From Gilad Bracha :
You can write a tool that will scream bloody murder about these
things, but what you can’t do is stop people from running their
Or, in other words :
problem is that expressing type flow fully and explicitly is more
difficult for most programmers than writing code that passes values
around and deals with runtime type errors when and if they happen. The
word chosen for this difference in difficulty is that the latter is
more "intuitive" than the former - I don't think it's a particularly
bad choice of word. The phenomenon is one of the biggest reasons
dynamic languages have become a lot more popular over recent years, a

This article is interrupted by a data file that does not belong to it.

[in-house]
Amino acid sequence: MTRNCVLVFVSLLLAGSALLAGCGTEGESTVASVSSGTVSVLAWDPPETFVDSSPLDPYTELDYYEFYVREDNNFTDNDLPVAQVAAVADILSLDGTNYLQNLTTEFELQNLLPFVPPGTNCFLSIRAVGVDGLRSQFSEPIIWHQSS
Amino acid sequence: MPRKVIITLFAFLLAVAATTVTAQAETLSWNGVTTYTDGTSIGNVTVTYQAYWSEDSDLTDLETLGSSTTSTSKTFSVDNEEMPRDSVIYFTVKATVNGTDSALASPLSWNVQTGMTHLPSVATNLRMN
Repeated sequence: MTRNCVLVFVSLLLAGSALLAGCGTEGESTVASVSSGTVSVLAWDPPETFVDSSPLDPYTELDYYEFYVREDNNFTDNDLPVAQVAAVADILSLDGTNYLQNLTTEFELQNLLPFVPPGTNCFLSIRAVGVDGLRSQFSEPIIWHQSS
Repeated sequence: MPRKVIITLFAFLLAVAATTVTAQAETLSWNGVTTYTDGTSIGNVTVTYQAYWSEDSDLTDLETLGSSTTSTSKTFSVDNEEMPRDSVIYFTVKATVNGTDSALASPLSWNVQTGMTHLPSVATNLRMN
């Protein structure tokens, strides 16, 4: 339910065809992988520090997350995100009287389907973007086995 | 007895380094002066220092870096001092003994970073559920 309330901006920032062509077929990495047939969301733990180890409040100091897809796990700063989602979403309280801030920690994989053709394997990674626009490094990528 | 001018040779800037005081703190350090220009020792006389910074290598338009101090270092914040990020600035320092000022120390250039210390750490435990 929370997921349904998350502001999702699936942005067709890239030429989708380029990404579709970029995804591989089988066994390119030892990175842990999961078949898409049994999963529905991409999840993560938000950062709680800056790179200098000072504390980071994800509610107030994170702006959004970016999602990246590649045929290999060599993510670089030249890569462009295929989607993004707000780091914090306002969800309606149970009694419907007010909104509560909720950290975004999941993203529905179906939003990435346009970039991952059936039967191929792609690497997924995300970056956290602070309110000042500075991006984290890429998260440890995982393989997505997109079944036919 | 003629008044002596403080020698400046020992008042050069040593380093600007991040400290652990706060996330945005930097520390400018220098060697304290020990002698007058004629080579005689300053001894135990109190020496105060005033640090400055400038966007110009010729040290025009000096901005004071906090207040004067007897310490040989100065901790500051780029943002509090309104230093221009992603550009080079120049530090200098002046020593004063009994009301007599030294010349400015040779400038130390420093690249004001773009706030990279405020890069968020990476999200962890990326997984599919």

rejection of complexity in specifying static types.
It's like there's
another triangle tradeoff: expressive, sound, simple: choose any two
for your type system. Almost everyone is unwilling to forgo
expressiveness - the object graphs weaved in modern software can be
quite tangled indeed - while any language that hopes to have
large-scale success cannot start out being anything but fairly simple.
So they give up some measure of (statically-typed) soundness, and
expect lots of runtime type errors during debugging and testing.